Other names: Hungarian Pumi, Hungarian Herding Terrier
The Pumi originates from Hungary and has become famous all over the world for its quirky, teddy-bear-like looks. Originally bred to herd livestock, this is a highly energetic and intelligent breed which thrives as part of an active family. Naturally protective and loyal, the Pumi forms strong bonds with its family and makes for a lovely companion.
Key facts about the Pumi
Life expectancy :
Temperament :Affectionate Playful
Origins and history
A descendant of the high-energy Puli breed and a touch of terrier, the Pumi originates from 17th century Hungary, where she was used by shepherds to herd cattle, sheep and pigs. She has since remained the most popular herding dog in Hungary but has gained popularity in other countries too, mostly down to her adorable, koala-like looks.
FCI breed nomenclature
Group 1 - Sheepdogs and Cattledogs (except Swiss Cattledogs)
Section 1 : Sheepdogs
Physical characteristics of the Pumi
Female : Between 15 and 17 in
Male : Between 16 and 19 in
Female : Between 18 and 29 lb
Male : Between 22 and 33 lb
White, grey, black or fawn.
Type of coat
Wavy or curly, and dense.
The Pumi is a medium-sized, compact dog that is often compared to a koala bear - yes, really! This cute-looking breed has an extremely long muzzle, semi-erect ears, dark brown, wide-set eyes and a jolly facial expression. The body is square-looking but small, and fairly muscular for its size.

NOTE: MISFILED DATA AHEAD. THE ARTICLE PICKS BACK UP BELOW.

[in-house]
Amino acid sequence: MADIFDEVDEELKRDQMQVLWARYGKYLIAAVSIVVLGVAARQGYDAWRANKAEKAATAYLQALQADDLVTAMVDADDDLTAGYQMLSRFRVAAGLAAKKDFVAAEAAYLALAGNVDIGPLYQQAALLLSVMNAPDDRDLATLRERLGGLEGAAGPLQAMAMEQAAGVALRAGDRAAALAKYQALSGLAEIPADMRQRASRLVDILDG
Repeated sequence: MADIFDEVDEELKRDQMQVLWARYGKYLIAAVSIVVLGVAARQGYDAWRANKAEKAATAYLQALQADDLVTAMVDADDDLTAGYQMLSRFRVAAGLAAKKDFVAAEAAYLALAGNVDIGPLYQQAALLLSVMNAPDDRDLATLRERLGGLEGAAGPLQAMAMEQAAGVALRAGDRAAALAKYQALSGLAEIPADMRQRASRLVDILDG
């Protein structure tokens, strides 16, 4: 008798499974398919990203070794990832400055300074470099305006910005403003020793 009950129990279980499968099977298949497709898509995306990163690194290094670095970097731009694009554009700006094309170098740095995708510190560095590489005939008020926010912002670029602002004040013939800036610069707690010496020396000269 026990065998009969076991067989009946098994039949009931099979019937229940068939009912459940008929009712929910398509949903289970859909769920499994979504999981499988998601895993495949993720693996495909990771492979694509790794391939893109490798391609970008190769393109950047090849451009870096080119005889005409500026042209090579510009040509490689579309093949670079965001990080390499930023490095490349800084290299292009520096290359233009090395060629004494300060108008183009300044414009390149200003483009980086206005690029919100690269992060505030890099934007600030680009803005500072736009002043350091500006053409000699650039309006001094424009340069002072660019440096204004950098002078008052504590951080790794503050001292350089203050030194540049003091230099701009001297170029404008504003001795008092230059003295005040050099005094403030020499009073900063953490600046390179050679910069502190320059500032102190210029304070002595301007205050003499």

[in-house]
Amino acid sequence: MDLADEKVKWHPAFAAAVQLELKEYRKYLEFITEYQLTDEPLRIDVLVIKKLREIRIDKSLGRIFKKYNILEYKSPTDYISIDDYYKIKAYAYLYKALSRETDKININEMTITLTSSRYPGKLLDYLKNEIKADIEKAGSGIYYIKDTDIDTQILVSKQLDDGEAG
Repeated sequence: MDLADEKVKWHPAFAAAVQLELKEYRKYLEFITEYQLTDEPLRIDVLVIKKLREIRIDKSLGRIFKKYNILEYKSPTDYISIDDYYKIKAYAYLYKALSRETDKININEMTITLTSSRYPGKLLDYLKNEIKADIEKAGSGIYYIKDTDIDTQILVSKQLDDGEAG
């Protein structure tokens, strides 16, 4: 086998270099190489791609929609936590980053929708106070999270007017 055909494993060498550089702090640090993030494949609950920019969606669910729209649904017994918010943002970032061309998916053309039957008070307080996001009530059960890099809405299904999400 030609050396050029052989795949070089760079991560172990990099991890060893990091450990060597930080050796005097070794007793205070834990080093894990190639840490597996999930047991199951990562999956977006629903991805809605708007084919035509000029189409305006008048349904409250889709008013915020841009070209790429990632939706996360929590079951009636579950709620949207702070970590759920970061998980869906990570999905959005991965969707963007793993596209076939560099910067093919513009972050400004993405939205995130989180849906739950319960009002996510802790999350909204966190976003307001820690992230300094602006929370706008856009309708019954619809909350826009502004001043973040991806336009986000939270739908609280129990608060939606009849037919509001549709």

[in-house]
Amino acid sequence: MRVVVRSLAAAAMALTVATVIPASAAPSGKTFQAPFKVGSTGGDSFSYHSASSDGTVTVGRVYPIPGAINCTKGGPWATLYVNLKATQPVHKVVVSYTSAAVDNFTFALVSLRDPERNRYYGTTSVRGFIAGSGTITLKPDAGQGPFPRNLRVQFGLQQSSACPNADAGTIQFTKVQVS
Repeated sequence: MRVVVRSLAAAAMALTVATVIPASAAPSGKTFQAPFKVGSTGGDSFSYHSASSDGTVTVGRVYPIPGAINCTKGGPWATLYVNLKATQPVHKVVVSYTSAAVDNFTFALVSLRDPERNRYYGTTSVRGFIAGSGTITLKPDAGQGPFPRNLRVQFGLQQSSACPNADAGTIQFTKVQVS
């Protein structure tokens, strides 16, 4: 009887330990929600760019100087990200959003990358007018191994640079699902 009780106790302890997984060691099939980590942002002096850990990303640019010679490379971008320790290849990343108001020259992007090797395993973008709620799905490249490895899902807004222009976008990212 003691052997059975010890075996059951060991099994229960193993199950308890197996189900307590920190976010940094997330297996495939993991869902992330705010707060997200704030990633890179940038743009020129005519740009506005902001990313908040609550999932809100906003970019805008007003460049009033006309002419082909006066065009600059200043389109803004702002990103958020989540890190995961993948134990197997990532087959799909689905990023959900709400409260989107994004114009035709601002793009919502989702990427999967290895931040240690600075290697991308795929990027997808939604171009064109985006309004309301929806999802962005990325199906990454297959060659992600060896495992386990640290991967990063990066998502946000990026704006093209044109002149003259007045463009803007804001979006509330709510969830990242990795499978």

Good to know
Although they are sometimes referred to as Terriers, they are not related to Terriers. They are simply comparable in terms of their alert natures and robust constitutions.
The Pumi is devoted to her family members and comes across as warm, affectionate and loving. She has been known to show exclusive love to one member of the group.
Nicknamed ‘the clown’ in Hungary, the Pumi is a super playful breed, remaining puppy-like into her adult years.
The Pumi is bold and vocal - probably not the best choice for those looking for a calm, placid dog!
As a herding dog, the Pumi is an intelligent and helpful companion. She excels at agility and ball sports and enjoys obedience training.
The Pumi holds a very high prey drive and will chase small animals.
Fearful / wary of strangers
The Pumi is very suspicious of unfamiliar faces and becomes anxious around strangers. Early socialisation can help this problem slightly, although the Pumi will likely always need time to warm to people.
Bred to hunt independently, the Pumi wants to be the boss and needs a firm, confident owner. She has a definite stubborn and willful streak.
Behaviour of the Pumi
The Pumi forms a super close bond to her owner and family members and, therefore, doesn’t cope well with being left alone for too long. Early habituation to short periods of alone time may help.
Easy to train / obedience
The Pumi is intelligent and can pick up new tricks and follow orders with ease. However, the independent streak means training should start early.
She is known to be a vocal dog who barks loudly and excessively if not trained well.
Tendency to run away
Due to her strong herding and hunting instincts, the Pumi may run off around livestock, wildlife and small animals.